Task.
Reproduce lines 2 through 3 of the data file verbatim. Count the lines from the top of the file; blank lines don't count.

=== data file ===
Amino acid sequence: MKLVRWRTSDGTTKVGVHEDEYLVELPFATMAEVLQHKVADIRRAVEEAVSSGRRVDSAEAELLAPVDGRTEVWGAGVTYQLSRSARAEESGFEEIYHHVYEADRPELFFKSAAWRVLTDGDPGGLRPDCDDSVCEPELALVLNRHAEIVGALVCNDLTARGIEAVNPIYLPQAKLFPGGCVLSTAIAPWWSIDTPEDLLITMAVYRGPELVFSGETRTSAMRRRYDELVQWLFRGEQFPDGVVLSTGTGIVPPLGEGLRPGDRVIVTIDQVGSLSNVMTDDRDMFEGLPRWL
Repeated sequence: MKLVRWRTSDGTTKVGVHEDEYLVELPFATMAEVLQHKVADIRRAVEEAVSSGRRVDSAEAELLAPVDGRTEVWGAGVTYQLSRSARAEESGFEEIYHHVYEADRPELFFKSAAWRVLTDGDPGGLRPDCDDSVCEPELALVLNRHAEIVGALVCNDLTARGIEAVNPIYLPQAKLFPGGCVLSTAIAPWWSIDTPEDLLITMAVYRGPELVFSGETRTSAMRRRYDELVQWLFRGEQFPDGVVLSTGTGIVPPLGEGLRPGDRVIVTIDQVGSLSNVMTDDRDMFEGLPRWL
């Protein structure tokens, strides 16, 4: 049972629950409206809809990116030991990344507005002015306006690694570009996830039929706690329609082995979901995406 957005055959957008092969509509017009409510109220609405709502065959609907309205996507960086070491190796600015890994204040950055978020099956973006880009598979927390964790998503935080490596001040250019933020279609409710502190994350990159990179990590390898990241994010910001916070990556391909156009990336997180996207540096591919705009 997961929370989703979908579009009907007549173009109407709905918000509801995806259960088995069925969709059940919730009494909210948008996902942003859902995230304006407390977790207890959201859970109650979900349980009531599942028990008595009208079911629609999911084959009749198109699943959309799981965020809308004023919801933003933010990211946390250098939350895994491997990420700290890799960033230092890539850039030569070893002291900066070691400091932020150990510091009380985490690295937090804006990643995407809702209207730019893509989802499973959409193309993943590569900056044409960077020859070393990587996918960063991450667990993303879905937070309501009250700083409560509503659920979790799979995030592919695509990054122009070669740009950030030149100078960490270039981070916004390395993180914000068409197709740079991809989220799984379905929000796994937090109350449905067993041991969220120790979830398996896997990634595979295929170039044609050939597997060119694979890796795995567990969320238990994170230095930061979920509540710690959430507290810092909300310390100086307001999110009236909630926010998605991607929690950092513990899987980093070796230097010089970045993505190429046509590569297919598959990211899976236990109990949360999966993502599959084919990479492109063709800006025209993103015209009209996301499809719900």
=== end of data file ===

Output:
Repeated sequence: MKLVRWRTSDGTTKVGVHEDEYLVELPFATMAEVLQHKVADIRRAVEEAVSSGRRVDSAEAELLAPVDGRTEVWGAGVTYQLSRSARAEESGFEEIYHHVYEADRPELFFKSAAWRVLTDGDPGGLRPDCDDSVCEPELALVLNRHAEIVGALVCNDLTARGIEAVNPIYLPQAKLFPGGCVLSTAIAPWWSIDTPEDLLITMAVYRGPELVFSGETRTSAMRRRYDELVQWLFRGEQFPDGVVLSTGTGIVPPLGEGLRPGDRVIVTIDQVGSLSNVMTDDRDMFEGLPRWL
């Protein structure tokens, strides 16, 4: 049972629950409206809809990116030991990344507005002015306006690694570009996830039929706690329609082995979901995406 957005055959957008092969509509017009409510109220609405709502065959609907309205996507960086070491190796600015890994204040950055978020099956973006880009598979927390964790998503935080490596001040250019933020279609409710502190994350990159990179990590390898990241994010910001916070990556391909156009990336997180996207540096591919705009 997961929370989703979908579009009907007549173009109407709905918000509801995806259960088995069925969709059940919730009494909210948008996902942003859902995230304006407390977790207890959201859970109650979900349980009531599942028990008595009208079911629609999911084959009749198109699943959309799981965020809308004023919801933003933010990211946390250098939350895994491997990420700290890799960033230092890539850039030569070893002291900066070691400091932020150990510091009380985490690295937090804006990643995407809702209207730019893509989802499973959409193309993943590569900056044409960077020859070393990587996918960063991450667990993303879905937070309501009250700083409560509503659920979790799979995030592919695509990054122009070669740009950030030149100078960490270039981070916004390395993180914000068409197709740079991809989220799984379905929000796994937090109350449905067993041991969220120790979830398996896997990634595979295929170039044609050939597997060119694979890796795995567990969320238990994170230095930061979920509540710690959430507290810092909300310390100086307001999110009236909630926010998605991607929690950092513990899987980093070796230097010089970045993505190429046509590569297919598959990211899976236990109990949360999966993502599959084919990479492109063709800006025209993103015209009209996301499809719900």